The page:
By Amanda R. Wishin, Research Attorney | Indiana Office of Court Services
This year’s short legislative session addressed a couple larger policy issues: the legal smoking age increased to 21 years old (S.E.A. 1, P.L. 49) and texting and driving became illegal (H.E.A. 1070, P.L. 100). All bills are effective on July 1, 2020, unless otherwise noted.
The following are the top changes of interest for judicial officers:
Lingering questions remained after last year’s amendments to the magistrate powers statutes. This year’s amendments make it clear: other than mandate, magistrates have the same powers as judges. H.E.A. 1313, P.L. 162.
Process for obtaining new judicial officers
The Interim Study Committee on Courts and the Judiciary will only consider and make recommendations on requests for new courts, new judicial officers, and changes in jurisdiction of existing courts in even-numbered (budget) years. The Office of Judicial Administration has posted details of this process on the Court’s website. S.E.A. 256, P.L. 138.
Small claims limits
The filing limit for the small claims docket was increased to not more than $8,000. H.E.A. 1313, P.L. 162.
A bill created a statewide procedure for a criminal court to use in determining if a defendant is indigent. A court may also prorate fines, fees, and court costs based on the person’s reasonable ability to pay. S.E.A. 302, P.L. 140.
Expungement was tweaked again. The bill allows protection order records to be expunged in connection with the denial of an ex parte petition for a protection order; creates a procedure to expunge records of a collateral action entered in a different county than the county which issued the expungement order; and clarifies that if a court reduces a Class D or Level 6 felony to a misdemeanor, the five-year waiting period for expungement begins on the date of the felony conviction, not the date the felony was converted to a misdemeanor. S.E.A. 47, P.L. 55. Juvenile expungements were also addressed in S.E.A. 335, P.L. 142.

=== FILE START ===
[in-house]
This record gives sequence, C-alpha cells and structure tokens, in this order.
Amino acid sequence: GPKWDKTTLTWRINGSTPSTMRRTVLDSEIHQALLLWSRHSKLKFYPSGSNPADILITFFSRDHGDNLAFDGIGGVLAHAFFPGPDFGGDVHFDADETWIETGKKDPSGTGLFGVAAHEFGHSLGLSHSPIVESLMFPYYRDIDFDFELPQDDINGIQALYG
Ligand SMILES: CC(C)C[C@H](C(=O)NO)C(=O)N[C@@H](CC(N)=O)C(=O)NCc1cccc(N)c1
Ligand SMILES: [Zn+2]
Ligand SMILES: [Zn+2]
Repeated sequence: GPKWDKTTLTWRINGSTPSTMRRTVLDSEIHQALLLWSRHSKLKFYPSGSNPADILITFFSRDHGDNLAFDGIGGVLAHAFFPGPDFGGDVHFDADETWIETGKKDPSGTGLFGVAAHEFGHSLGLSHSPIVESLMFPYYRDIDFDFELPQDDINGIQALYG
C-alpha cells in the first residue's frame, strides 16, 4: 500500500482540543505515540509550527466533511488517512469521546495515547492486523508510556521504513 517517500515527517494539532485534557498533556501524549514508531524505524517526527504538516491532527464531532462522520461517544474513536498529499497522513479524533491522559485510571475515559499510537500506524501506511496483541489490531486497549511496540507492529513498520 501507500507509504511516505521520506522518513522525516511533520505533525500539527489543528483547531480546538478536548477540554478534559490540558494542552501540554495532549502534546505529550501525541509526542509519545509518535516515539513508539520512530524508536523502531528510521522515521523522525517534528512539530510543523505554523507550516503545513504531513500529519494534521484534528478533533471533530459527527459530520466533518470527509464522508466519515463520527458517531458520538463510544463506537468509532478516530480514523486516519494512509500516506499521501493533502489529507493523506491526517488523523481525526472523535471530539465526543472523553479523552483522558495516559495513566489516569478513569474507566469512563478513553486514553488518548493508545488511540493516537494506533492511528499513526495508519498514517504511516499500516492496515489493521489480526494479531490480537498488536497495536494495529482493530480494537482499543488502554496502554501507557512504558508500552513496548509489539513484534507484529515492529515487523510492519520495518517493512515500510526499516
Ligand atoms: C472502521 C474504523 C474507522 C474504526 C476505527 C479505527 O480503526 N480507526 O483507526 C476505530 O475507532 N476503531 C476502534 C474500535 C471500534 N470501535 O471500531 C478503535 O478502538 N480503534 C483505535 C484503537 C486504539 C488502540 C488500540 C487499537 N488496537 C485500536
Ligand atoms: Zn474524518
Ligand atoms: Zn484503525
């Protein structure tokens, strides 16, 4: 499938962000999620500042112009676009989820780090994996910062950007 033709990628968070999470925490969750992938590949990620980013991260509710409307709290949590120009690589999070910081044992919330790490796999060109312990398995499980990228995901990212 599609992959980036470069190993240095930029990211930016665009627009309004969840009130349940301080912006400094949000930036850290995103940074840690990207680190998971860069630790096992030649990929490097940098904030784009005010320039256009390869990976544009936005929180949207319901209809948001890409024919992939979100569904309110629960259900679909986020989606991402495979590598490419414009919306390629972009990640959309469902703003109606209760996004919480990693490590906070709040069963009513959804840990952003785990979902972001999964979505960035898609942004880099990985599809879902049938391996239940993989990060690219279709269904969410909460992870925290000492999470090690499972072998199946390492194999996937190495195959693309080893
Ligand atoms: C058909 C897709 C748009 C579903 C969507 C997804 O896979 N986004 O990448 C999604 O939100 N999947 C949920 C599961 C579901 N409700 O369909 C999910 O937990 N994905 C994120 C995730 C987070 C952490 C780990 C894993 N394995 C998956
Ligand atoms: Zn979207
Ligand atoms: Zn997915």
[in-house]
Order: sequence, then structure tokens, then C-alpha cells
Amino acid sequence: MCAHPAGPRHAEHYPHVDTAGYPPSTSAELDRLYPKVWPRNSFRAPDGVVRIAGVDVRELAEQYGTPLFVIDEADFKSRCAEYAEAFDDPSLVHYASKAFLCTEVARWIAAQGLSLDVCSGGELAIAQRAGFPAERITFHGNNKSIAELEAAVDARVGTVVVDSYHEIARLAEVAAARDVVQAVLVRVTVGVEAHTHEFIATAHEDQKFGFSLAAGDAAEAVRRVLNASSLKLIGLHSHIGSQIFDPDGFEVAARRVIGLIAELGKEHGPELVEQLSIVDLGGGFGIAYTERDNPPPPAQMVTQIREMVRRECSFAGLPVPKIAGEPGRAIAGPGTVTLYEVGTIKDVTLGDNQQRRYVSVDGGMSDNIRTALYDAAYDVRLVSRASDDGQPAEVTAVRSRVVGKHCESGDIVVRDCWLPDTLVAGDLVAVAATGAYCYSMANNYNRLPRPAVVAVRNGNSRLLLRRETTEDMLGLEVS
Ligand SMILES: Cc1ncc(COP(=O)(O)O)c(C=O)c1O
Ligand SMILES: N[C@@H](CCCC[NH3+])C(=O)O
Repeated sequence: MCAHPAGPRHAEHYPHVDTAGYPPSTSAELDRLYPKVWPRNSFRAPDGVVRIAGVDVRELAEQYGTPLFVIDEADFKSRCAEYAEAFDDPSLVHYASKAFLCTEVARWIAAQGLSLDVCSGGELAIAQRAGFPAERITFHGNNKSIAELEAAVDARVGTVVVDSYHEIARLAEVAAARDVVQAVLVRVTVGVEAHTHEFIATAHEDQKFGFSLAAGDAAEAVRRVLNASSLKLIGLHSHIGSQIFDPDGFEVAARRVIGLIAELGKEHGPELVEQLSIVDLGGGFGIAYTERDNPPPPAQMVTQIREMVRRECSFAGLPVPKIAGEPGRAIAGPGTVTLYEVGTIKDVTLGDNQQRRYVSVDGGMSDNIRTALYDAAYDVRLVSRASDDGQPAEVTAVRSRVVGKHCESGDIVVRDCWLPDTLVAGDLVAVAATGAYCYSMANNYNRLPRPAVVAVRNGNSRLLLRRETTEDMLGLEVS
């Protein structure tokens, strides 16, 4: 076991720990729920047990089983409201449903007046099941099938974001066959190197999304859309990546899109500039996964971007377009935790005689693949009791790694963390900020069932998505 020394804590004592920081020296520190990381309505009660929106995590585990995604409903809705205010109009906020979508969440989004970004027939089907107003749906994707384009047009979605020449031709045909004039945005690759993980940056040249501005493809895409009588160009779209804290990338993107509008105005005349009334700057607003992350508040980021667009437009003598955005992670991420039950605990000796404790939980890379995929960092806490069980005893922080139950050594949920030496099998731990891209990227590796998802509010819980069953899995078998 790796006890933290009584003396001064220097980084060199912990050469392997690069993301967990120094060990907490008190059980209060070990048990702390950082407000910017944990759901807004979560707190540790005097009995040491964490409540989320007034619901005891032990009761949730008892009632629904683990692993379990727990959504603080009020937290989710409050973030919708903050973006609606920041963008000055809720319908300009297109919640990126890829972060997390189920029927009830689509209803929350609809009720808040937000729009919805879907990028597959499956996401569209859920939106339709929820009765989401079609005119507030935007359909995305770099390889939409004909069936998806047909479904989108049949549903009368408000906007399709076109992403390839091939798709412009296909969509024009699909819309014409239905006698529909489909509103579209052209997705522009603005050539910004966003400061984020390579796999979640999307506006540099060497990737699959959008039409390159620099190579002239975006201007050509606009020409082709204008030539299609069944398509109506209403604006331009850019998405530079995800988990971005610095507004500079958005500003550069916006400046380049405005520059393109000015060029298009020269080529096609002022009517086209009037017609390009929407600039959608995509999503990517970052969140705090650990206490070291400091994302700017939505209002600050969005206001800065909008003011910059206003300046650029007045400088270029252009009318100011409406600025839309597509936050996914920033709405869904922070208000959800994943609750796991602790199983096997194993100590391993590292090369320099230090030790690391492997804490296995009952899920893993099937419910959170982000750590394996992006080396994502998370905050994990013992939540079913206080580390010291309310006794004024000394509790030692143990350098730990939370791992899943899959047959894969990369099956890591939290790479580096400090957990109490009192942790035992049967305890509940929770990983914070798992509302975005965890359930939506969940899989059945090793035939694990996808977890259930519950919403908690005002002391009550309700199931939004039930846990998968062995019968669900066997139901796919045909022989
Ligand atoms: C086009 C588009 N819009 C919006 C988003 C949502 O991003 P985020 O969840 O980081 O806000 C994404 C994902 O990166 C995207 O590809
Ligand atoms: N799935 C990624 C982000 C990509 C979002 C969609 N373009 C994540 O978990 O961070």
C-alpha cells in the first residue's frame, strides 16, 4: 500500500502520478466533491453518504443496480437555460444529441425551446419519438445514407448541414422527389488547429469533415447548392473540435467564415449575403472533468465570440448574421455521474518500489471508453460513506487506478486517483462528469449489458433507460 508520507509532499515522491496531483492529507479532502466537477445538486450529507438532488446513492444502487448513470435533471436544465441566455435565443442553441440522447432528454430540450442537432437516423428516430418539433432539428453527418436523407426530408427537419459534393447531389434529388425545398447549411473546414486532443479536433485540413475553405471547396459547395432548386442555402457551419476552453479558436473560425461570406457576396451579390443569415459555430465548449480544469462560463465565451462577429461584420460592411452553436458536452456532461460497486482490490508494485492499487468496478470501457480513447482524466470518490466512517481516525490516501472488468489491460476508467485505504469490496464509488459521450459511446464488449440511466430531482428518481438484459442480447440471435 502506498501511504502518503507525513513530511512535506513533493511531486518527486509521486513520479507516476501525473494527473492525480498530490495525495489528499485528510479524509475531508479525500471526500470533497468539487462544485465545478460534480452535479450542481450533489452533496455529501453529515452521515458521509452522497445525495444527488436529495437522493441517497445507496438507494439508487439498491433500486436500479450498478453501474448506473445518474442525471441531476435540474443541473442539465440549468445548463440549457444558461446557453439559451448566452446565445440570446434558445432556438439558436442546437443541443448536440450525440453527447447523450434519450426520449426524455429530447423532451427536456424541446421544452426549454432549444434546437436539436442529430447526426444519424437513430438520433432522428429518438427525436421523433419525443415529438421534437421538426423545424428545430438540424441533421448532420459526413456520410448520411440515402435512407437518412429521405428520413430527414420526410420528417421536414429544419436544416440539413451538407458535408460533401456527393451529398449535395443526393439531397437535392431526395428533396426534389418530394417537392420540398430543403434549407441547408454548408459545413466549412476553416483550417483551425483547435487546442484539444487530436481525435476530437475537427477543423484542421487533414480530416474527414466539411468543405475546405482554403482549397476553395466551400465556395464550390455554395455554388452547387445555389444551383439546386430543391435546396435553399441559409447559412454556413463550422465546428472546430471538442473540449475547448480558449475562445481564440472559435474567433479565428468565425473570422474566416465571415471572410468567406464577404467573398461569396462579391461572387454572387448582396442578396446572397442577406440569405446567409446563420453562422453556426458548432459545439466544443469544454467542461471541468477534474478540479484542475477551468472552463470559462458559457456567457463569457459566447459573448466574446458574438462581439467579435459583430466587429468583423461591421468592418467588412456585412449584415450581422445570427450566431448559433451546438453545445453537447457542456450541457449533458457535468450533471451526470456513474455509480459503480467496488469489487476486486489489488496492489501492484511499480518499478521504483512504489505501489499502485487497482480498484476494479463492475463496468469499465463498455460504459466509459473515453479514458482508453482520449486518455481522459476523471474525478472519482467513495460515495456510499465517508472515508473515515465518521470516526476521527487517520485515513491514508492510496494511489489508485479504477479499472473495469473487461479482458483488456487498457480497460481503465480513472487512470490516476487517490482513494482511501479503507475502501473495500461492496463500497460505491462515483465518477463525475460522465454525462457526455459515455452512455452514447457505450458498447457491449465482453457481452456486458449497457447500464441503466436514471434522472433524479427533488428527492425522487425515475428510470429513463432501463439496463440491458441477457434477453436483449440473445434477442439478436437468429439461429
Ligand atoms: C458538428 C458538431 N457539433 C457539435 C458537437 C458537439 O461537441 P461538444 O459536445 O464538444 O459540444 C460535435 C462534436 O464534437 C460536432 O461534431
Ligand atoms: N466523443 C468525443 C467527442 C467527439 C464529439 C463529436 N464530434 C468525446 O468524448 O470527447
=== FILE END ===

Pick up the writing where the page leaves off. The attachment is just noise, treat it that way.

Increased statute of limitations for child sex crimes
Child sex crimes can be charged after the alleged victim turns 31 years, but not later than five years from the earlier of the date which the state first discovers DNA evidence sufficient to charge the offender, the state first becomes aware of a recording that provides evidence sufficient to charge the offender, or a person confesses to the offense. S.E.A. 109, P.L. 31.
Deposing a child victim
The procedure for deposing a sex offense victim under the age of 16 has become more regulated. The bill allows a defendant to depose a child victim only if the prosecuting attorney agrees to the deposition or if a court authorizes the deposition. S.E.A. 206, P.L. 62. Effective: March 18, 2020
This bill raises the minimum age to marry from 15 years of age to 16. It also provides that an individual 16 or 17 years of age may marry only if the intended spouse is not more than four years older than the individual and a juvenile court has issued an order allowing the individual to marry and emancipating the individual. H.E.A. 1006, P.L. 94.
For summaries of all new relevant laws, please see the Legislative Update. You can also subscribe by entering your email address in the top right corner. All bills that have been signed into law are available at 2020 Bill Watch.